Shop Talk and Ptichka

I've been staring at the computer screen and blank sheets of paper for the past week because although I had tonnes of stuff to say about the Czech Surrealists, I didn't. It all felt pointless and old. Although I know that what I'm writing is new, I still felt like I was just blowing hot air out my ass. After Ptichka came home we talked about it. She asked a couple of questions about Surrealism and how exactly Mácha was transformed into the first Surrealist. And then she asked the money question,

P: Why did they do this?

Zh: Well, to protest the official version of Mácha that was being supported by the establishment and to stake a claim for literary immortality.

P: That's not very interesting. Can you get fifty pages out of that?

Zh: No. But it is kind of interesting that an avant-garde movement that claimed to be internationally oriented cared so much about a long-dead poet about whom I guarantee the French knew nothing.

P: So then, why pubish a volume dedicated to this long-dead poet?

Zh: To put Czech Surrealism on the same footing as French Surrealism, which considered romanticism its "prehensile tail."

P: Why would they want to do that?"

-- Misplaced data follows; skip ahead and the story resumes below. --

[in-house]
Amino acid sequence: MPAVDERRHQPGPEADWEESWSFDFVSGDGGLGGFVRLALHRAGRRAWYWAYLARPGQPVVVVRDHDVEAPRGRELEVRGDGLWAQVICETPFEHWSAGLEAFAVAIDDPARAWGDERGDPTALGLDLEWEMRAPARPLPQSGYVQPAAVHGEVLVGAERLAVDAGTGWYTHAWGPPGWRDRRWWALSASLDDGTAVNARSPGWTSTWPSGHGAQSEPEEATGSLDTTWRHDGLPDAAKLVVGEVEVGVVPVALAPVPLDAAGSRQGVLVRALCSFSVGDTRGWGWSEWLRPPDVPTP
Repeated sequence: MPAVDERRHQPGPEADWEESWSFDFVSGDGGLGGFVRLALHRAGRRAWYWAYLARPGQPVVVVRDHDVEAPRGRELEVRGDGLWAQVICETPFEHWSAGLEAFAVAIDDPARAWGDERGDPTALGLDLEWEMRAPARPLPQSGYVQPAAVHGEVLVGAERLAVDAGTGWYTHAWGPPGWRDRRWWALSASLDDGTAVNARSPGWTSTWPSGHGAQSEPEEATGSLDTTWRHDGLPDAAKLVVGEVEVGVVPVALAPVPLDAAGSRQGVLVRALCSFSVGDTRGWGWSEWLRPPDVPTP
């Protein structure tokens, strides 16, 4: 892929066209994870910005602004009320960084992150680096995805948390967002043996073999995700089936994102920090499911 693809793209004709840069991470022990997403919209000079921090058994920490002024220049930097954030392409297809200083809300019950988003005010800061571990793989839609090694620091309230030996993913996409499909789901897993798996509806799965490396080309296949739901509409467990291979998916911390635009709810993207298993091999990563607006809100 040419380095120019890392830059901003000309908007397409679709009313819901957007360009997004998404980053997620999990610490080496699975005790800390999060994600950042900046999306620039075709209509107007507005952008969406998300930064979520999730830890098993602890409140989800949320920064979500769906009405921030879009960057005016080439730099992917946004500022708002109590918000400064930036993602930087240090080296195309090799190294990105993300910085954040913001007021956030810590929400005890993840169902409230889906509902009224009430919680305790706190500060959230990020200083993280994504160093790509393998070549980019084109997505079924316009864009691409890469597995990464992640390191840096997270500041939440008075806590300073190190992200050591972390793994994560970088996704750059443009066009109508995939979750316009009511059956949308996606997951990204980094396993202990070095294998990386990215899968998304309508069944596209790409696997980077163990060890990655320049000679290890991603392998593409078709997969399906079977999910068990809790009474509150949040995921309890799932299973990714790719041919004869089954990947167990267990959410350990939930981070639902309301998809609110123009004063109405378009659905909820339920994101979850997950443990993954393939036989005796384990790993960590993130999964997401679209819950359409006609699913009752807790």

Zh: Because Germany's next door and its re-arming itself. It's cracked down on its avant-garde. The Czech avant-garde is starting to grow disillusioned with the Soviet Union after Nezval's reception at the 1934 Writers' Congress. They don't officially break with the Soviet Union until Meierkhol'd's theatre is closed in 1938, however. Then there's France. France is supposed to protect Czechoslovakia. Not only do they have a treaty obligation, they also have a cultural obligation because the Czechs are just as good as the French. They're kindred spirits. After all, when Karel Čapek, who was far more even-keeled than the leading surrealists (Nezval and Teige) stressed the link between France and Czechoslovakia in the new introduction to the second edition of New French Poetry, you have to start thinking that the Czechoslovaks are feeling threatened.

P: I think you have your point.

Indeed, I guess that I do. I've actually been nursing this point for a while but my advisor doesn't like this point. I'm beginning to think that she may be wrong, however. I suppose that we'll see.


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